Healthy plant growth depends on CO2 amount, lighting, and nutrients in the aquarium. There are two types of nutrients essential for plants: macronutrients (nitrogen, phosphorus, and potassium) and micronutrients (trace elements such as zinc, boron, iron). Nutrient deficiency in plants can be easily observed;slow plant growth and yellow leaves indicate nutrient supplement is necessary. The fertilizer should contain elements from both macro and micronutrients.
Nitrogen, phosphorus, and potassium are key macronutrients. Plants need these minerals in larger amounts. Some of these macronutrients are available in the aquarium water, fish food, and fish waste.
High nitrogen levels in the water can harm the fish population in the aquarium. Usually, aquarium water consists of three different forms of nitrogen—ammonia, nitrite, and nitrate. Ammonia from fish waste can be converted to nitrite and nitrate by beneficial bacteria in the aquarium. Plants help to reduce the nitrogen level in the water because they have the ability to use the different nitrogen forms in the aquarium water and if the tank is full with plants, the nitrogen level can decrease very quickly.
The appropriate nitrite level is 0.2mg/ml and nitrate level is 25ppm. Nitrite and nitrate levels should be controlled regularly. If there is a lack of nitrate, nitrate addition is recommended. Also, in case of the excessive amount of nitrate, the aquarium water should be partially changed.
Phosphorus is an important element for plant health. Plants need additional phosphorus in high light.Yellow leaves are signs of phosphorus deficiency. Plants are able to get enough phosphorus from available sources;therefore, it is not necessary to add phosphorus in the tank frequently because fish food and fish waste contain phosphorus and plants can use the mineral from these sources. Excessive phosphorus can cause algae problems and can be harmful for the fish, thus check the levels before adding any to the tank.
Potassium is necessary for healthy and strong plant growth. Plants need potassium additives because the fish food and waste doesn’t supply enough potassium. Potassium is found in commercial aquarium plant additives that can be purchased as a supplement for plant growth.
There are ten main trace elements essential for plants usually found in the aquarium water. When plant growth is fast,plants need to use high amounts of micro elements in the water. It will be necessary to purchase a fertilizer for plant that contains iron, manganese, boron, zinc, magnesium sulphur, and cooper. It is also possible to prepare fertilizer at home, though due to the preparation it is not recommended.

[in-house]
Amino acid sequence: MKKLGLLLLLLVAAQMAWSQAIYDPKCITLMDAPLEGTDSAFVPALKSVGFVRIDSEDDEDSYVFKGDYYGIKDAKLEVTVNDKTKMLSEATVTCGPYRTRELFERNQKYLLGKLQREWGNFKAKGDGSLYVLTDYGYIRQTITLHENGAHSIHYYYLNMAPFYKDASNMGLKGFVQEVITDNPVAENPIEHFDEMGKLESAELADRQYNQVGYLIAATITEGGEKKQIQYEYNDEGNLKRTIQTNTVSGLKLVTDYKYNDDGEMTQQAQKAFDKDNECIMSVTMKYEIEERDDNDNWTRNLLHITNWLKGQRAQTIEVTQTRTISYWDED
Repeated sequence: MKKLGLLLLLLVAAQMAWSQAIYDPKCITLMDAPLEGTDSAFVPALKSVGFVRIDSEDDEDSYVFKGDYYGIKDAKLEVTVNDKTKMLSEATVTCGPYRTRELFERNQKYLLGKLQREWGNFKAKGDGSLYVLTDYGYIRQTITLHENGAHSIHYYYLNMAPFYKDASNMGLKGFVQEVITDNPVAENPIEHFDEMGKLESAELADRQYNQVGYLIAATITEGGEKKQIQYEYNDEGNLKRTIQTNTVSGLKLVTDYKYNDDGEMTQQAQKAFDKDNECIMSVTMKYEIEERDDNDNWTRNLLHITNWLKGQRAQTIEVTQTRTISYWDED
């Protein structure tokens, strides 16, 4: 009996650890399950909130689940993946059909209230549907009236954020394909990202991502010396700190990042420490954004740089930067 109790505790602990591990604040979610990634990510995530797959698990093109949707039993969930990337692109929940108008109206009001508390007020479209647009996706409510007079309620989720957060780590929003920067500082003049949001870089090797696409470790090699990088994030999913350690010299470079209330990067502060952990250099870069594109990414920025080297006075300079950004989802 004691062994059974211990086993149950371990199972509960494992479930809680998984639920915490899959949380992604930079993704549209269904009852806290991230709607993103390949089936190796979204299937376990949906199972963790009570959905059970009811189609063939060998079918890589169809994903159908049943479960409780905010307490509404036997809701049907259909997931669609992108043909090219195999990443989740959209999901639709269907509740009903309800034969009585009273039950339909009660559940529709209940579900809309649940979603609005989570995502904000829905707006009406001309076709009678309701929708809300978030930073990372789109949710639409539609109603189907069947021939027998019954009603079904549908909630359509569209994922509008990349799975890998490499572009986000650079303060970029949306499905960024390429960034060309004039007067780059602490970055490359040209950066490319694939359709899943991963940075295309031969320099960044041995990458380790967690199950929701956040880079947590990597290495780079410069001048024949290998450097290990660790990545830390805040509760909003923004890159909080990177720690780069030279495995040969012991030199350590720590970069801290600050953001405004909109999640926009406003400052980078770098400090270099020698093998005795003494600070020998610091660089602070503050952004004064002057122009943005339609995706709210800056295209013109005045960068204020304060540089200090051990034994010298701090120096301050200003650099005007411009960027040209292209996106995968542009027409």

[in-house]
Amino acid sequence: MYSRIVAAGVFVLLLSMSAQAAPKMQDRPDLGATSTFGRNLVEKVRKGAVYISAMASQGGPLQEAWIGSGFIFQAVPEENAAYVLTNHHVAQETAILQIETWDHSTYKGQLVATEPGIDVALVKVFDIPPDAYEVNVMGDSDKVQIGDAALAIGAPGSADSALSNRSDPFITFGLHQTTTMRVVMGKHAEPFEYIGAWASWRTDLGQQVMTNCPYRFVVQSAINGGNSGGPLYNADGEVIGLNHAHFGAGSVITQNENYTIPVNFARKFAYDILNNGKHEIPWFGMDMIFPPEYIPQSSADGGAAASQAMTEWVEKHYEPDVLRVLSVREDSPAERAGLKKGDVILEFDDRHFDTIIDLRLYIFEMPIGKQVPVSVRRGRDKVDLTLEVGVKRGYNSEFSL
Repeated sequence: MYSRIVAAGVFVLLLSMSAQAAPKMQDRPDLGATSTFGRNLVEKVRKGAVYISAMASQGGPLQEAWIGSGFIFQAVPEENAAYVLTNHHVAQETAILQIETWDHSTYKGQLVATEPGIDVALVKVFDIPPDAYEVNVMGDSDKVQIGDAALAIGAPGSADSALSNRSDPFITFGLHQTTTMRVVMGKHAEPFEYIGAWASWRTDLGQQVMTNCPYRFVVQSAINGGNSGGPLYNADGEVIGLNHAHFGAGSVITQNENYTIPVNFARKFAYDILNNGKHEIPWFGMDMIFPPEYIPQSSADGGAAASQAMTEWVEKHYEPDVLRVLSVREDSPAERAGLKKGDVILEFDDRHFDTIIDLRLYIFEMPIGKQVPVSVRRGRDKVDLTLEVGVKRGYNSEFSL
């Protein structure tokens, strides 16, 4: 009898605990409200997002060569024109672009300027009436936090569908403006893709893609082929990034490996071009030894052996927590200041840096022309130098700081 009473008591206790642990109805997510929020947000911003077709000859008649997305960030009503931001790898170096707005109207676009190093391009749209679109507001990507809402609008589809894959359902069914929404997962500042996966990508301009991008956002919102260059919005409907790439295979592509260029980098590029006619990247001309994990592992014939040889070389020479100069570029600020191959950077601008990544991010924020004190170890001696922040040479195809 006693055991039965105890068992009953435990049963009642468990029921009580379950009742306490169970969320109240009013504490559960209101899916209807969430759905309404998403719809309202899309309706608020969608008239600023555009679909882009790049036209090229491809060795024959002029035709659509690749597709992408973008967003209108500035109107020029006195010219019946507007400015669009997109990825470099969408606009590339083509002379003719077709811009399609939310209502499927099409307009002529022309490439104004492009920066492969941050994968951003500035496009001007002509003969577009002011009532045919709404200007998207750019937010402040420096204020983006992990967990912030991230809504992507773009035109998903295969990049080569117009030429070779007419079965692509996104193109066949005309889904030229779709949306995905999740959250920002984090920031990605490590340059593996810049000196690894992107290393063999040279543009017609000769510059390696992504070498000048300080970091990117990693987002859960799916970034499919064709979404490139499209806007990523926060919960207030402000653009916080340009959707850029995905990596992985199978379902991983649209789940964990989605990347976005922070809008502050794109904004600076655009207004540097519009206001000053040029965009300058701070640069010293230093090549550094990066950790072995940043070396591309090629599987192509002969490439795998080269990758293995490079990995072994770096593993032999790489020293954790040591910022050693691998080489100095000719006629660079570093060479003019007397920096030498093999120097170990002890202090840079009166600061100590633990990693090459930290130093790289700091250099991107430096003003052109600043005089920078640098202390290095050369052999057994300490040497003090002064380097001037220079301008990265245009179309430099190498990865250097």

Types of Fertilizers
Substrate fertilizers can be in powder form containing laterite, which should be mixed with a deep layer of the gravel to provide iron to the roots of the plants. Laterite must be lightly applied on the lower layer. The substrate should be thoroughly mixed with the lower layer; otherwise laterite can increase the iron level in the water and cause algae problems.Combined fertilizer packages can be purchased for plant aquariums.
Besides the powder form, substrates are available in tablet and stick form or plant spike fertilizers usually used for houseplants. However, some of these can be toxic for aquarium plants due to the high amount of urea and nitrogen level and low level of phosphorus, which is preferred for aquarium plant growth. These spikes should be placed in the substrate to allow only the plant roots to absorb it.These types of substrate fertilizers minimize algae because algae cannot reach the nutrients in the substrates.
Liquid fertilizers are good for aquarium plants since some plants do not have roots. This fertilizer will supply all the necessary nutrients because they mainly contain micronutrients and are suitable for daily or weekly dosing. Excessive usage of macro-elements is not recommended due to problems with algae. Partial water replacement is recommended in order to prevent accumulation of the fertilizer in the tank.
Nutrients contribute to the plant growth in the tank; however, if the plant condition is not changing, excessive usage of the fertilizer is not recommended. Hobbyists should be sure plants receive enough light and if the room environment is unsuitable for plant growth the tank should be repositioned.